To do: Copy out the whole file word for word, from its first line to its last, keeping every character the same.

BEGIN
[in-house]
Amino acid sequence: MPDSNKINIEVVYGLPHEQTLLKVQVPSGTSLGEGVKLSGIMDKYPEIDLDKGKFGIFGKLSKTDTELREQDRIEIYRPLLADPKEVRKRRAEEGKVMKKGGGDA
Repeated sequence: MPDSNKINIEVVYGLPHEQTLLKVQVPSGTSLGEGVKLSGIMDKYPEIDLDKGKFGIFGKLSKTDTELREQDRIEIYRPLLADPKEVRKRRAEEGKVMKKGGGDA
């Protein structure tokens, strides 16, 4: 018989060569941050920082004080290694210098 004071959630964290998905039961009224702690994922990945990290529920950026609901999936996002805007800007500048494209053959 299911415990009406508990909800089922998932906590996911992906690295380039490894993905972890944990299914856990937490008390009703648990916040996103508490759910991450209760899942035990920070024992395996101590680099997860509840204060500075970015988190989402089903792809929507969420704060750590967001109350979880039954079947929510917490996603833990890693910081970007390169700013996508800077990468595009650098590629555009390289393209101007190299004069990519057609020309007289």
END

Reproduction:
[in-house]
Amino acid sequence: MPDSNKINIEVVYGLPHEQTLLKVQVPSGTSLGEGVKLSGIMDKYPEIDLDKGKFGIFGKLSKTDTELREQDRIEIYRPLLADPKEVRKRRAEEGKVMKKGGGDA
Repeated sequence: MPDSNKINIEVVYGLPHEQTLLKVQVPSGTSLGEGVKLSGIMDKYPEIDLDKGKFGIFGKLSKTDTELREQDRIEIYRPLLADPKEVRKRRAEEGKVMKKGGGDA
């Protein structure tokens, strides 16, 4: 018989060569941050920082004080290694210098 004071959630964290998905039961009224702690994922990945990290529920950026609901999936996002805007800007500048494209053959 299911415990009406508990909800089922998932906590996911992906690295380039490894993905972890944990299914856990937490008390009703648990916040996103508490759910991450209760899942035990920070024992395996101590680099997860509840204060500075970015988190989402089903792809929507969420704060750590967001109350979880039954079947929510917490996603833990890693910081970007390169700013996508800077990468595009650098590629555009390289393209101007190299004069990519057609020309007289």